Image copyright AFP Image caption International Criminal Court Prosecutor Fatou Bensouda
Venezuela’s government and opposition are being investigated by the International Criminal Court for crimes against humanity, the ICC said.
The ICC said the alleged crimes “possess the character and gravity of the crime of genocide”.
They include “crimes against humanity of murder, imprisonment, torture, rape and sexual slavery” as well as “disappearances”.
Venezuela’s leaders deny orchestrating violence against protesters, accusing the opposition of fomenting unrest.
UN human rights chief Michelle Bachelet said last month that authorities in the country were responsible for “hundreds” of killings, injuries and kidnappings.
She referred to “a kind of organised violence” – including “siege, arson, looting, death squads” – that had led to deaths, arrests and disappearances, as well as “destruction of property and pillaging, using firearms and other weapons”.
The Office of the Prosecutor (OP) of the ICC said the investigation was due to a request from the prosecutors of the Netherlands and Colombia.
How did the investigation start?
ICC rules allow a prosecutor to consider “the existence of reasonable grounds” to believe that crimes against humanity have been committed and that those responsible are being prosecuted at the national level.
The prosecutor must then investigate the accusations and provide the prosecutor general of one of the ICC’s 54 member states with “reasonable grounds” to believe there are grounds to suggest a state of war has occurred in that state.
Image copyright AFP Image caption A copy of a 2009 report
If both countries agree there are sufficient grounds for an investigation, the ICC’s president issues a warrant or summons, to be served on the accused, to allow prosecutors to prepare their case.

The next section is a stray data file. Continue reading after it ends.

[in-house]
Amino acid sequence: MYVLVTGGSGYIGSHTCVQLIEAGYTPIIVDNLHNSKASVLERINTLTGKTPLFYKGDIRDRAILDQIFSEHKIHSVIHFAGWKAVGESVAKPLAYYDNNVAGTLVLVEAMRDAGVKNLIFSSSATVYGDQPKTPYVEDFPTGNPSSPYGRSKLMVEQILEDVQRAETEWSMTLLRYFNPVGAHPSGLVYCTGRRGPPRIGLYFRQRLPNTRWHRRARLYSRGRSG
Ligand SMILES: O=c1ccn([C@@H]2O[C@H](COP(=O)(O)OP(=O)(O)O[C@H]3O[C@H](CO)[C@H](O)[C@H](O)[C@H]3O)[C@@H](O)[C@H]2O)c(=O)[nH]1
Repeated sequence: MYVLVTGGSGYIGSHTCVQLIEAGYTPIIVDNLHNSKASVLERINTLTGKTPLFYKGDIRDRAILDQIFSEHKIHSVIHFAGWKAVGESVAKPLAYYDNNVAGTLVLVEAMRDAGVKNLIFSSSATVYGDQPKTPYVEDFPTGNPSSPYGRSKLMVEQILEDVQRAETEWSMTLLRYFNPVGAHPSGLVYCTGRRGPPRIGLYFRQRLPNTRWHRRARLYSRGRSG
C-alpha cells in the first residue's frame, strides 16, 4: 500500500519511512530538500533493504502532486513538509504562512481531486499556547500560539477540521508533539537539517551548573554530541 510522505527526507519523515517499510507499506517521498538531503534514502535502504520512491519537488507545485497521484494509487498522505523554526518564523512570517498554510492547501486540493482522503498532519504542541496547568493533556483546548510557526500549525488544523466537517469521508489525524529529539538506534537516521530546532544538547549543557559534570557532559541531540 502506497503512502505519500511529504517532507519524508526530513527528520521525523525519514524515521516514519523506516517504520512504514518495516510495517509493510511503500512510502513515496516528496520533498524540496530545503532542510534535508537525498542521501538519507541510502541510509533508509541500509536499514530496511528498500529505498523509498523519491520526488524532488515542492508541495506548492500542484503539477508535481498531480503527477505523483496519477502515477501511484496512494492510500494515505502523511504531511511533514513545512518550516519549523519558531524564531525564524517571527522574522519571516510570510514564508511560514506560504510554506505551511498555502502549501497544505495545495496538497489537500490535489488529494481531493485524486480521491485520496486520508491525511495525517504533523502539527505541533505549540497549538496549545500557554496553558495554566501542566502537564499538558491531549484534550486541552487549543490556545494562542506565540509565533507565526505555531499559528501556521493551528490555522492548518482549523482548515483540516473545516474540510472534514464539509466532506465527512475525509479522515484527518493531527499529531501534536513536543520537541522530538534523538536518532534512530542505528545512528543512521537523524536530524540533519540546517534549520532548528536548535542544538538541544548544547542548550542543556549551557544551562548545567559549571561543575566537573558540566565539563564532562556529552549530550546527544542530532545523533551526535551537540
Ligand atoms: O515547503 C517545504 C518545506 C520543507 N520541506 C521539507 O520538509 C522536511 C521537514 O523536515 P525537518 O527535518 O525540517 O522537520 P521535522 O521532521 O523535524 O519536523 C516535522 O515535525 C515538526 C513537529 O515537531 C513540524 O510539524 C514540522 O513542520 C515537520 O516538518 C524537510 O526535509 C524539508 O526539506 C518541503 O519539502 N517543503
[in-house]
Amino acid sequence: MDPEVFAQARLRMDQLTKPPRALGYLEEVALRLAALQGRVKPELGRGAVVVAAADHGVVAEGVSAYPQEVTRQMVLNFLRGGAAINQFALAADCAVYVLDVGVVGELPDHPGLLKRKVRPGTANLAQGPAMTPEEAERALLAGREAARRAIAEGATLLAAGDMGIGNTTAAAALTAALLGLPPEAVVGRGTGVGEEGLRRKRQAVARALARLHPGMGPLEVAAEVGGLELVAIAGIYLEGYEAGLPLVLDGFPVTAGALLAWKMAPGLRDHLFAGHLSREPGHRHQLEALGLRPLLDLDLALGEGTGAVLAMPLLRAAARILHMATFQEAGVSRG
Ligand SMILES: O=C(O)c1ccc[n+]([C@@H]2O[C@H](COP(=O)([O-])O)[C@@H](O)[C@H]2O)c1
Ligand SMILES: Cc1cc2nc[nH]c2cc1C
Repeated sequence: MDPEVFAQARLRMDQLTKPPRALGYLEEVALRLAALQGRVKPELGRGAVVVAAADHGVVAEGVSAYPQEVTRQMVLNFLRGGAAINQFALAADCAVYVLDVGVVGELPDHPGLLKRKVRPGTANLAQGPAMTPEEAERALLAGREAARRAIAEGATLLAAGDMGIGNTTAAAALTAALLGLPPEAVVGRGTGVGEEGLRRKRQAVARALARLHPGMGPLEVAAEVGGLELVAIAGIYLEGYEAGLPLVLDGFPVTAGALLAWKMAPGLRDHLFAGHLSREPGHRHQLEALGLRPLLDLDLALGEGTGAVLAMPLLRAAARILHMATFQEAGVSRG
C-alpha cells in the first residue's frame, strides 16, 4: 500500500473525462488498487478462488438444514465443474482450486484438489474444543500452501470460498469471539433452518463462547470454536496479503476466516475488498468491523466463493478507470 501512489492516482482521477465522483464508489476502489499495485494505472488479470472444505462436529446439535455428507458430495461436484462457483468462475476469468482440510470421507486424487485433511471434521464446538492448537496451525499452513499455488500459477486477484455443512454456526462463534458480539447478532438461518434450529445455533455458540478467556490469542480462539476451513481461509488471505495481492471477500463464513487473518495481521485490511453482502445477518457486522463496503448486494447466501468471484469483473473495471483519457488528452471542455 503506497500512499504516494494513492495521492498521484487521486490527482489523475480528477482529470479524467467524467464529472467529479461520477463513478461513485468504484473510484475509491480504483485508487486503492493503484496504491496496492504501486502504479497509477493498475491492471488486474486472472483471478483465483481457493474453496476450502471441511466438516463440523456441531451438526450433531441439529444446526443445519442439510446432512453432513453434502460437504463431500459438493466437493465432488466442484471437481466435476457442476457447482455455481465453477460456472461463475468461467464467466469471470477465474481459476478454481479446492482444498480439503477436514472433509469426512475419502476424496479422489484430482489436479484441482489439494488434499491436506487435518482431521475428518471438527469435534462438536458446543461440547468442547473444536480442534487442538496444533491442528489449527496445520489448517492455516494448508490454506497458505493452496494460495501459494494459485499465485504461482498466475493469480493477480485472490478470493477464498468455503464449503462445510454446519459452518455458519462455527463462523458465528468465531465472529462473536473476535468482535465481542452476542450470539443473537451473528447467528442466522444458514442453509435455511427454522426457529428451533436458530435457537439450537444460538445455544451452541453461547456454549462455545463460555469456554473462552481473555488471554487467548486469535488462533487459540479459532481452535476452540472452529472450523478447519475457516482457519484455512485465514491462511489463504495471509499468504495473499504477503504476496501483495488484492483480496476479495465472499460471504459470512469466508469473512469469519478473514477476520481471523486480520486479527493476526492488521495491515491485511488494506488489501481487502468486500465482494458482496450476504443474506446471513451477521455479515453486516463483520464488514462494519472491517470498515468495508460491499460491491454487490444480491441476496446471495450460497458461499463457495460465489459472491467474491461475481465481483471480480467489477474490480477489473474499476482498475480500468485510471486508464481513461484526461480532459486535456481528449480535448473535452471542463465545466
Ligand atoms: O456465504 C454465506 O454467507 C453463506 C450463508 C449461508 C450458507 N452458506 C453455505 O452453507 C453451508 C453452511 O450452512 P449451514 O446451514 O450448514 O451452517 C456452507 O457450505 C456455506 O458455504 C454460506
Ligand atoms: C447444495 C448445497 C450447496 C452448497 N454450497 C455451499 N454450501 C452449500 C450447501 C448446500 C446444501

The ICC’s vice-president is expected to open an initial investigation on behalf of Colombia and if the case is robust enough, the request could be referred to the court’s regular judges.
Why was this only opened now?
A prosecutor’s office spokesman said the decision was taken “after careful consideration of the material presented”.
“The Office for the Prosecutor respects international law and reaffirms its role of ensuring respect and protection of human rights,” he added.
According to the ICC’s website, prior to making the opening of the initial investigation, the prosecutor must obtain “information” from the office of the UN High Commissioner for Human Rights and “access to sources” and third party investigations.
Why do we need to be concerned about this?
No one has been convicted of a crime against humanity in any country.
The prosecutors’ office said it would “continue its investigations throughout the country… in order to establish the facts and circumstances of crimes within its jurisdiction and bring those responsible to justice”.
Mr Bachelet’s office has said that its initial investigation could take up to five years.
Ms Bachelet also called on “all parties to exercise restraint, respect human rights and ensure a peaceful transition to democracy”.
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